Ryan Giggs' divorce reached the first formal stage last month, known as decree nisi; and there is a court timetable in place in relation to the financial matters.

However, it's not just because of Ryan's high profile as a footballer that the case is highly publicised.

When it comes to resolving the financial matters and in doing so, considering both parties contributions, he has said it is his intention to argue that he is a "genius" and his footballing skills over his 29 year career have led to his estimated £40m fortune; And that this amounts to a "special contribution" that justifies a financial settlement in his favour.

This is only one of several factors that are considered when looking at the finances.  Cases that have gone through the Courts, where this aspect has been examined in detail, have provided us with some guidance, including the need to consider:-

•The 'special contribution' approach should only apply in "wholly exceptional" circumstances;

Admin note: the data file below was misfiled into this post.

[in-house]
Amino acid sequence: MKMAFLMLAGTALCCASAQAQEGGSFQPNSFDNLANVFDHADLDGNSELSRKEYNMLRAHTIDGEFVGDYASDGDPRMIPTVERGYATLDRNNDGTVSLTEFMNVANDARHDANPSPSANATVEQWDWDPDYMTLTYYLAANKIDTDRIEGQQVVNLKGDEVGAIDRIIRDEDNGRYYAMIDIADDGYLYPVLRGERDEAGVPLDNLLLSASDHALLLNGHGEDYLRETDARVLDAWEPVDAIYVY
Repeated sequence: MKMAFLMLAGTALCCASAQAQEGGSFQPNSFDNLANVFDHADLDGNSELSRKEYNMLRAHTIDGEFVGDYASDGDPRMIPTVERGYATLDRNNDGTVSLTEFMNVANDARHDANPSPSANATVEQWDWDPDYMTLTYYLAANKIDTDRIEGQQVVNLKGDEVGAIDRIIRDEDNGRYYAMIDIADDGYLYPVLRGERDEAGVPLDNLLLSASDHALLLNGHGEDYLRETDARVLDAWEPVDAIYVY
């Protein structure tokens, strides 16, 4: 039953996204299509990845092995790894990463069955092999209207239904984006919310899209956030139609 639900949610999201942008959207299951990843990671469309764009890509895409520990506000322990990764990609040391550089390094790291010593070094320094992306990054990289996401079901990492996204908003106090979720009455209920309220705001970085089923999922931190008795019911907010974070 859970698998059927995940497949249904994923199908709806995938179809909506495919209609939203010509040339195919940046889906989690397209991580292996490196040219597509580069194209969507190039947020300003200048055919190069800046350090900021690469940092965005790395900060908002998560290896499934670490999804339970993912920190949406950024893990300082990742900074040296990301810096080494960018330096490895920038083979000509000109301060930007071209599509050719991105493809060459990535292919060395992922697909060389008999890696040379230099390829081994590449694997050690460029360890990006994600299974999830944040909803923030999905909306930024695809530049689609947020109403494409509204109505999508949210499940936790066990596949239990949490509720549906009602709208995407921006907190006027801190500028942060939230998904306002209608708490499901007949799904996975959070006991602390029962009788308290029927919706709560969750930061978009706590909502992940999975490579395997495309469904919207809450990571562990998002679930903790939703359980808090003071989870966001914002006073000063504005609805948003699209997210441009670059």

•Such a contribution will only lead the court to stray from equal division where it would be inequitable not to do so;

•The amount of the wealth must be "so extraordinary that it is easy for the party who generated it to claim an exceptional quality"; and

•The amount will not be enough, there must be other exceptional elements.

In short, there is a lot of uncertainty surrounding how "special contribution" arguments should be treated.  The starting point is fairness and more often than not, that means equality.  

It's rare for "special contribution" to be run and run successfully and it's only in very exceptional circumstances. 

I know all family lawyers await the outcome of the Giggs' case with some interest.. Will the Court consider his contribution to the footballing world as so "genius" that it justifies a settlement in his favour?

Interestingly, Holman J said when considering an earlier case of Work v Gray, at first instance in 2015, "It may one day fall for consideration whether a very highly paid footballer, who is very good at his job but may be no more skillful than past greats, such as Stanley Matthews or Bobby Charlton, makes a special contribution or is merely the lucky beneficiary of the colossal payments now made possible by the sale of television rights.”

Well - watch this space for developments!